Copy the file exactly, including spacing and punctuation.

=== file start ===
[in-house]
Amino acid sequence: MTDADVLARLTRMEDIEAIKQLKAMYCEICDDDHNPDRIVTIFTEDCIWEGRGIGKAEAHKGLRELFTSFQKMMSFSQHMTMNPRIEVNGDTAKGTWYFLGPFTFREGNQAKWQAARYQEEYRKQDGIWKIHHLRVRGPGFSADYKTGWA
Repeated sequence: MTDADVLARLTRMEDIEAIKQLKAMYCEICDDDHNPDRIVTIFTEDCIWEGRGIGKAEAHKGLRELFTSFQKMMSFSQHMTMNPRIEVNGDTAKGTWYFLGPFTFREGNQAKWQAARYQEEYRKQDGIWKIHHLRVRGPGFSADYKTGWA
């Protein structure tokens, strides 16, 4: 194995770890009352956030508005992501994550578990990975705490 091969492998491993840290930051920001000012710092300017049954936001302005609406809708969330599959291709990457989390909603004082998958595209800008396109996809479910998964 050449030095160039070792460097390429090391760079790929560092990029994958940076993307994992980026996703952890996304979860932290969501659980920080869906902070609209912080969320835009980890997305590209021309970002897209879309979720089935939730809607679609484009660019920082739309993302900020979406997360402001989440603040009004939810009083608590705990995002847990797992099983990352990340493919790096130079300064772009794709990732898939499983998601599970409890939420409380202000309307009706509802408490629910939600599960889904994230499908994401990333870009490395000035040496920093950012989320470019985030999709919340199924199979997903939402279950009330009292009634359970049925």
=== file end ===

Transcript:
[in-house]
Amino acid sequence: MTDADVLARLTRMEDIEAIKQLKAMYCEICDDDHNPDRIVTIFTEDCIWEGRGIGKAEAHKGLRELFTSFQKMMSFSQHMTMNPRIEVNGDTAKGTWYFLGPFTFREGNQAKWQAARYQEEYRKQDGIWKIHHLRVRGPGFSADYKTGWA
Repeated sequence: MTDADVLARLTRMEDIEAIKQLKAMYCEICDDDHNPDRIVTIFTEDCIWEGRGIGKAEAHKGLRELFTSFQKMMSFSQHMTMNPRIEVNGDTAKGTWYFLGPFTFREGNQAKWQAARYQEEYRKQDGIWKIHHLRVRGPGFSADYKTGWA
């Protein structure tokens, strides 16, 4: 194995770890009352956030508005992501994550578990990975705490 091969492998491993840290930051920001000012710092300017049954936001302005609406809708969330599959291709990457989390909603004082998958595209800008396109996809479910998964 050449030095160039070792460097390429090391760079790929560092990029994958940076993307994992980026996703952890996304979860932290969501659980920080869906902070609209912080969320835009980890997305590209021309970002897209879309979720089935939730809607679609484009660019920082739309993302900020979406997360402001989440603040009004939810009083608590705990995002847990797992099983990352990340493919790096130079300064772009794709990732898939499983998601599970409890939420409380202000309307009706509802408490629910939600599960889904994230499908994401990333870009490395000035040496920093950012989320470019985030999709919340199924199979997903939402279950009330009292009634359970049925």